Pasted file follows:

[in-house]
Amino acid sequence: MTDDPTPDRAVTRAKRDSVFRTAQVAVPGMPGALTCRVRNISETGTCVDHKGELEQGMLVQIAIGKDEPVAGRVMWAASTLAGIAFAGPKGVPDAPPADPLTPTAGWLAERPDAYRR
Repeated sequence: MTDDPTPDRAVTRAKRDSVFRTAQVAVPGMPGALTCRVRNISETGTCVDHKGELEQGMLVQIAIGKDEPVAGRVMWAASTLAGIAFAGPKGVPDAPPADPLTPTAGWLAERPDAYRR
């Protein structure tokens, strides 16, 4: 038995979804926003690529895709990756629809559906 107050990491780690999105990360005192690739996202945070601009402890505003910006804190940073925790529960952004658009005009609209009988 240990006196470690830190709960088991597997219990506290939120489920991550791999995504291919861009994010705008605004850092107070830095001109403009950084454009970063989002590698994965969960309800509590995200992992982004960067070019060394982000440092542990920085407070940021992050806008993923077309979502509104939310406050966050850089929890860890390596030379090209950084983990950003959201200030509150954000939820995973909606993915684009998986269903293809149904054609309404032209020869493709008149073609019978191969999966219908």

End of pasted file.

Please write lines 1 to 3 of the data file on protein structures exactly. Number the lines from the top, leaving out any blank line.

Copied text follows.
[in-house]
Amino acid sequence: MTDDPTPDRAVTRAKRDSVFRTAQVAVPGMPGALTCRVRNISETGTCVDHKGELEQGMLVQIAIGKDEPVAGRVMWAASTLAGIAFAGPKGVPDAPPADPLTPTAGWLAERPDAYRR
Repeated sequence: MTDDPTPDRAVTRAKRDSVFRTAQVAVPGMPGALTCRVRNISETGTCVDHKGELEQGMLVQIAIGKDEPVAGRVMWAASTLAGIAFAGPKGVPDAPPADPLTPTAGWLAERPDAYRR